What can we do about it?
A lot of people in the FI/RE community have been promoting this idea that avoiding the news is the best way to optimize for happiness. They simply avoid the news all together. While I sympathize with the desire to avoid happiness sucking outlets, I don’t believe that engaging with real news produced by journalists does anything but enrich my life. In my opinion, staying up-to-date on the news and current events is a matter of love for my country and fellow humans that gives me a clear competitive advantage over people who forego staying up-to-date, or consume an information diet of propaganda and fake news.
“Don’t think it is enough to attend meetings and sit there like a lump…. It is better to address envelopes than to attend foolish meetings. It is better to study than act too quickly; but it is best to be ready to act intelligently when the appropriate opportunity arises… Speak up. Learn to talk clearly and forcefully in public. Speak simply and not too long at a time, without over-emotion, always from sound preparation and knowledge. Be a nuisance where it counts, but don’t be a bore at any time… Do your part to inform and stimulate the public to join your action…. Be depressed, discouraged and disappointed at failure and the disheartening effects of ignorance, greed, corruption and bad politics — but never give up.”
So, how can you stay informed and have civil discussions about the current events of importance without draining all of the happiness from your life? I have a few tricks that just might help.
- Always source your information from institutions with a long track record of legitimate journalism. Never trust a story that you see posted by a friend or family member without vetting the source, this is how fake news spreads. If you are going to engage, it is best to start with the truth. The Society of Professional Journalists Code of Ethics is something that should be adhered to by your news outlet of choice. Wherever you source your news from you should put a premium on a staff of journalists, not just reporters. If you can’t identify a staff of journalists it is probably because there are none. Here is a short list of news outlets that employ real journalists and are widely recognized for the Pulitzer Prize winning quality of their reporting:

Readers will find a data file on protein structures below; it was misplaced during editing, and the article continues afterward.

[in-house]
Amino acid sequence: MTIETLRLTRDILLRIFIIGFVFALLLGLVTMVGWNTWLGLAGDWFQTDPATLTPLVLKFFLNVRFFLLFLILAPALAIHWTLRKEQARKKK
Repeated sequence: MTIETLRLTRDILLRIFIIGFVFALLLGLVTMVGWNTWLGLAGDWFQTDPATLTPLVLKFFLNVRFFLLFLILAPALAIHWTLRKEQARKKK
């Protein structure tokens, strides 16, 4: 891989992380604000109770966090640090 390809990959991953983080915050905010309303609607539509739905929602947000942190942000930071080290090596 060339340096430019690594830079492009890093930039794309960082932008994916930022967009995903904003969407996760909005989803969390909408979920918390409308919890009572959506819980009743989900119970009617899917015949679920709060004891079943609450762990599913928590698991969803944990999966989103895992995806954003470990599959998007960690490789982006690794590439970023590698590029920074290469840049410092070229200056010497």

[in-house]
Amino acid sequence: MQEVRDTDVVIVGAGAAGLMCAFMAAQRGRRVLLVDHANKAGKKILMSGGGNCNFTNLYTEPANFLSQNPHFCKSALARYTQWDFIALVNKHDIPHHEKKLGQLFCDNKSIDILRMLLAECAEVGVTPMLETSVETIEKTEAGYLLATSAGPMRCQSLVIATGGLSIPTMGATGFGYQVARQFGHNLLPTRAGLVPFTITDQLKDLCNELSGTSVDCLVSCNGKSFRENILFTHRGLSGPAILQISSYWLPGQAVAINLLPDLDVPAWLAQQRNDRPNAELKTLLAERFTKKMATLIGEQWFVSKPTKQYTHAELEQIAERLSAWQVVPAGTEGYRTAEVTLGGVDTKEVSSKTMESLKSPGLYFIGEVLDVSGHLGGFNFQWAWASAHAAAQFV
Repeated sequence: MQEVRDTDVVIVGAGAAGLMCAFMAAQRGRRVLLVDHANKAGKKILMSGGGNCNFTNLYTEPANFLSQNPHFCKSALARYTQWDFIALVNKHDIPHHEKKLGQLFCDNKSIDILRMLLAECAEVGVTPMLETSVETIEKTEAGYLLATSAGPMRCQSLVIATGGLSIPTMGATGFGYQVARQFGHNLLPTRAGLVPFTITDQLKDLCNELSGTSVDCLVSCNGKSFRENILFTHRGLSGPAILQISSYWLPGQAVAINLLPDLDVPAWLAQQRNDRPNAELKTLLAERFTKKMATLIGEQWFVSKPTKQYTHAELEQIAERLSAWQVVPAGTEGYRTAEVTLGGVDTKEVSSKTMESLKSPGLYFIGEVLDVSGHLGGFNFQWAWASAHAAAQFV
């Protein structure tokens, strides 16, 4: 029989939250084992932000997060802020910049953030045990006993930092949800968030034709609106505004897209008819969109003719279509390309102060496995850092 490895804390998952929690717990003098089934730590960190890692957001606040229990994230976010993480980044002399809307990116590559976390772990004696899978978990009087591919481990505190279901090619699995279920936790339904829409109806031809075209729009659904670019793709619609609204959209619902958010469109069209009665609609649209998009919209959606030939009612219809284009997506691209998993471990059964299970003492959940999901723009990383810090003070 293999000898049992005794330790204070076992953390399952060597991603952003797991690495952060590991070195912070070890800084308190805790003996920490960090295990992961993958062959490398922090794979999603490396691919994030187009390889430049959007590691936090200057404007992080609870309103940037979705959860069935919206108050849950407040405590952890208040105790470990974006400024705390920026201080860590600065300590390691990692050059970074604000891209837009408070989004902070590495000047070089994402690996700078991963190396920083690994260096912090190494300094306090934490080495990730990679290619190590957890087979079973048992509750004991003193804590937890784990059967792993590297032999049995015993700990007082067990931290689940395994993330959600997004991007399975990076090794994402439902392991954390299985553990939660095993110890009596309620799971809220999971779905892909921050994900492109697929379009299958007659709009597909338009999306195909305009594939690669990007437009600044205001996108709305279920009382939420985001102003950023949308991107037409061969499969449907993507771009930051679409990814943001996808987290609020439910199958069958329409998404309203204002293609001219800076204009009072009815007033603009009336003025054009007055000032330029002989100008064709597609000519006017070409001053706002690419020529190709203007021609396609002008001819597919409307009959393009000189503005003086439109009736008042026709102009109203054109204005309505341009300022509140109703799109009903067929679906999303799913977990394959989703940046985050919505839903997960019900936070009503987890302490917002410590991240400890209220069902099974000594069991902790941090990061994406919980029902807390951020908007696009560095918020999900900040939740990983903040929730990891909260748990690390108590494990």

- The Wall Street Journal
- The New York Times
- The Washington Post
- Social media in general, and Facebook especially, is an awful source of unbiased information. Fake news sites attract a much higher share of their incoming web traffic through links on social media. Go directly to a trusted journalism outlet for your information.
- Avoid negative people (or posts) and interact with positive people (or posts). Facebook and other social media platforms have an ability to affect our emotions. Because these platforms thrive on our interactions with them they create feedback loops which in the case of negative posts can be especially dangerous to our emotional states. A few tips for avoiding negativity:
- Make exceptions with who you share posts to avoid negative people.
- Don’t share negative material, but do share positive material.
- Hide, snooze, or un-follow friends. When you select those three little dots on the top right of a person’s post you have a range of options that allow you to remain connected with a person without having to be subjected to their negative rhetoric or posts.
- Un-friend a person if they exhibit behavior that is unacceptable to you. You wouldn’t tolerate certain types of behavior in person, why would you tolerate it online?
- Limit your news intake to certain times of the day and limit the amount of time you spend consuming the news. Depending on whether you are a morning or night person will dictate when the optimal time for you to consume information is. In general, it is best not to dwell too much on things that our outside of our control.
- Read and share with a purpose. Have an understanding of why you are taking time out to read the news in the first place so you can optimize your news consumption. Be thoughtful in what you choose to share.
I hope you find this helpful and it allows you a few tools to employ as we head into another election season where politics will undoubtedly raise emotions.